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Solve using KVL and KCL and find voltages and currents.

For this I took $$i_1=i_2+i_3$$ $$v_1=2i_1$$ $$v_2=8i_2$$ $$v_3=4i_3$$

The equations I got by assuming loop 1 and loop 2 were $$5i_2 + i_3 = 5$$ and $$-2i_3 + 4i_2 = -3$$

On solving I'm getting \$i_2=0.5\text{ A}\$ and \$i_3=2.5\text{ A}\$ but the answer key says \$i_2=500\text{ mA}\$ and \$i_3=1.25\text{ A}\$.

I don't understand where my mistake is.

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    \$\begingroup\$ How did you get the first loop equation? \$\endgroup\$
    – Chu
    Oct 26 '21 at 7:38
  • \$\begingroup\$ I'll just tell you that if you treat the bottom wire as ground (0 V) then the node shared by all three resistors is at +4 V (from simple 3-resistor divider equation.) From there you can compute the indicated currents. I think i3 is 2.5 A, as well. \$\endgroup\$
    – jonk
    Oct 26 '21 at 18:24
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\$i_1\$, \$i_2\$ and \$i_3\$ are branch currents, not loop currents. Let's write equations.

eq1 = -10 + 2 i1 + 8 i2 == 0 (KVL loop 1)

eq2 = 4 i3 - 6 - 8 i2 == 0 (KVL loop 2)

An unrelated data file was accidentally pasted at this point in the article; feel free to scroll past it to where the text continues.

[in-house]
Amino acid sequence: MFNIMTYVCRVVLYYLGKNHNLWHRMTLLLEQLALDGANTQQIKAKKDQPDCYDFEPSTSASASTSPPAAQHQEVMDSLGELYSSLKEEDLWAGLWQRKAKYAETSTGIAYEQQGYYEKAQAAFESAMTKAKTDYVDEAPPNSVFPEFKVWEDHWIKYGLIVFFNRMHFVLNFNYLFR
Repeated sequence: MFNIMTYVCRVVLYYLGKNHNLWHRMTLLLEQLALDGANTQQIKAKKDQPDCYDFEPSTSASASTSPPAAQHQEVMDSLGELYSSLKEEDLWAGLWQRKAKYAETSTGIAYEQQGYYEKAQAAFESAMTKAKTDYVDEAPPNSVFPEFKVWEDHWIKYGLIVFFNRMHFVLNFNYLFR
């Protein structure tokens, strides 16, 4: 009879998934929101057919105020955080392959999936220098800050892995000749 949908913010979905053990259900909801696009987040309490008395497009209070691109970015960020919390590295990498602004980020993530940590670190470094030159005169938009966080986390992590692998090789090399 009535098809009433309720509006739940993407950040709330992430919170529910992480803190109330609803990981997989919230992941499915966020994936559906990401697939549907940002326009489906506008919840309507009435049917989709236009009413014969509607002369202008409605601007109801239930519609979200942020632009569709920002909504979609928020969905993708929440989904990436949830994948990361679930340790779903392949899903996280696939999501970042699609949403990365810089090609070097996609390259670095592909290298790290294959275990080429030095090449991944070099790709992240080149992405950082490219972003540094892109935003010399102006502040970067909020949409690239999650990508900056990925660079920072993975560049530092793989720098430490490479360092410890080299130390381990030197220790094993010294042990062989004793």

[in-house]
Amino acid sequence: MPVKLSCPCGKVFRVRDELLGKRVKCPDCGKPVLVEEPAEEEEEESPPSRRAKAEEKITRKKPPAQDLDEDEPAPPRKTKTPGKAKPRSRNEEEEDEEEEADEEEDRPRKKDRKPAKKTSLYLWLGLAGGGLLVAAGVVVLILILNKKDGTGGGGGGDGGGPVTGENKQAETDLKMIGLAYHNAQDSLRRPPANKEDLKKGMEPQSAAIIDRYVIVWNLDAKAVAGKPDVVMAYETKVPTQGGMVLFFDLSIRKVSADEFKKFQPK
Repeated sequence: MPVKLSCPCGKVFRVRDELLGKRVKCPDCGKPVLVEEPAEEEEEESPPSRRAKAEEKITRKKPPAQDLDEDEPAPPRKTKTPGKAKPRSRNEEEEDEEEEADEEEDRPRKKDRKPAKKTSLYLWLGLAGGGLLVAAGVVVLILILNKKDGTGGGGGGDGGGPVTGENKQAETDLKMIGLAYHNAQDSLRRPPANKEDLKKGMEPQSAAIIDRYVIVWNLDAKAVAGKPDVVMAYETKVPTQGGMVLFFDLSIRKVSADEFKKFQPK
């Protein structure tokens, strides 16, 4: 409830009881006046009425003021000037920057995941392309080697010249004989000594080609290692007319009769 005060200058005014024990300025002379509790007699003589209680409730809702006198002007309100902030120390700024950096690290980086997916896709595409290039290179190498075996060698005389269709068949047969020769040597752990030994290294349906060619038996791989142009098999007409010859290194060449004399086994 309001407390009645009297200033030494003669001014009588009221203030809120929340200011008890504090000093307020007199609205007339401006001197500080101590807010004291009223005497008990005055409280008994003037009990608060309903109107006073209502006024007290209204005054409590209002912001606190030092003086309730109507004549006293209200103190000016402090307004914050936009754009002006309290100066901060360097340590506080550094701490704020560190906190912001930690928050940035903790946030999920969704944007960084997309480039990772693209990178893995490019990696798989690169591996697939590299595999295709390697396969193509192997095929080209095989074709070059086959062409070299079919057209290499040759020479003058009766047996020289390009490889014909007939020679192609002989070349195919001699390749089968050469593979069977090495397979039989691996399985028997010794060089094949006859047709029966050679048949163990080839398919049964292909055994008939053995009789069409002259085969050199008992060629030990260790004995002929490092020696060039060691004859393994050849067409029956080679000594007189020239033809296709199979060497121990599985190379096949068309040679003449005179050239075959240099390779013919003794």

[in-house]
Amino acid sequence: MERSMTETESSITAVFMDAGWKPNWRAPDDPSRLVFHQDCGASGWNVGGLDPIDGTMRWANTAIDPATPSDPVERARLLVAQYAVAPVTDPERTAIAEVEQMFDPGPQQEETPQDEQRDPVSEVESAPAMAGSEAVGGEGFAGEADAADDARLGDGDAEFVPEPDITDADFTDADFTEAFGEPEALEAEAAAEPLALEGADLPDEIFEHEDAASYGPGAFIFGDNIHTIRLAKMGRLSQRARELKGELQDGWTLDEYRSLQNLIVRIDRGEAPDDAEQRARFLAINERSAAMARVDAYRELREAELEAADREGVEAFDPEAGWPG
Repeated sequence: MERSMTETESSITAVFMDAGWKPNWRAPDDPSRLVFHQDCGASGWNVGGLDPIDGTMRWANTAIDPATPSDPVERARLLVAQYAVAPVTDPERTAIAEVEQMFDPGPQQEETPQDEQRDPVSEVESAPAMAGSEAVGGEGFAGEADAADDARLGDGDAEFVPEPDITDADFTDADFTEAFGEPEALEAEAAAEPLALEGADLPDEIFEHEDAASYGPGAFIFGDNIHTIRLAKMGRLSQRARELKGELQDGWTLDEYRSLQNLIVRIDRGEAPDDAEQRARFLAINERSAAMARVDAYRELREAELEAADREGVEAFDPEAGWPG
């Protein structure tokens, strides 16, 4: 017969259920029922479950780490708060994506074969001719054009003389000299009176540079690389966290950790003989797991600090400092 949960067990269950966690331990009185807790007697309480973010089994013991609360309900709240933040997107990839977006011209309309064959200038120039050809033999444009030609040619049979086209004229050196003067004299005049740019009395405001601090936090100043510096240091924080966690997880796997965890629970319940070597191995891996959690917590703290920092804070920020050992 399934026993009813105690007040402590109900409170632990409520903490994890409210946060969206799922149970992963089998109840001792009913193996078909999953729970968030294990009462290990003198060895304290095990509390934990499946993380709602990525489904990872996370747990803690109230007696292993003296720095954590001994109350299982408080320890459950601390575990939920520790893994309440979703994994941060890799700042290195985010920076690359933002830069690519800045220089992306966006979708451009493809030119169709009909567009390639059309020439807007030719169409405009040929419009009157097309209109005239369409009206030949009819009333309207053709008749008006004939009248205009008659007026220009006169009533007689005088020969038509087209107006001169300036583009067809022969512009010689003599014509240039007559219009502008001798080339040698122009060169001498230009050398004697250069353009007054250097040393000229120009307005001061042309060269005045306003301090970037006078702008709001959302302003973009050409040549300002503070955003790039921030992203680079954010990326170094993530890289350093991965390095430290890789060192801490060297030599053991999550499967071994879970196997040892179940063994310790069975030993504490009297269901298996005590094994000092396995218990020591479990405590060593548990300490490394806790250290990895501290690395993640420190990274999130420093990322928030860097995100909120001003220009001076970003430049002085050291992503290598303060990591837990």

Since there are three unknowns, there must be three equations.

eq3 = i1 == i2 + i3 (KCL at top node)

sol = Solve[{eq1, eq2, eq3}, {i1, i2, i3}]

{{i1 -> 3, i2 -> 1/2, i3 -> 5/2}}

Check: {eq1, eq2, eq3} /. sol

{{True, True, True}}

You are right, the answer key is wrong: CONGRATS

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I don't understand where you got your equations from TBH.... Maybe if I pulled out a pencil and paper

But I'd do this:

Your first 3 eq are correct.

So loop 1 is:

V(source1)= V1+V2

10=2i1+ 8i2

Note the DIRECTION of the voltages in each resistor. They both oppose the source so they're both positive

Loop 2 is

V(source)=-V2+V3

The "-" before the V2 is critical. This is written because that voltage (as defined) ADDS to the voltage source

6=-8i2+4i3

If it's clearer, look at it as Kirchoffs "The voltages must equal zero"

V(Source2)+V2-V3=0.

V3 in that form opposes the loop, so it's negative.

There's a 3rd loop that runs around the entire perimeter. You can write an eqation for that too...

V(source1)=V2+V3-V(source2).... again the (-) is key here, because of the direction of the voltages defined

So you now have 3 equations with 3 unknowns.

Does this help?

If not, post more of your work. Just posting the final equations doesn't help find the problem....

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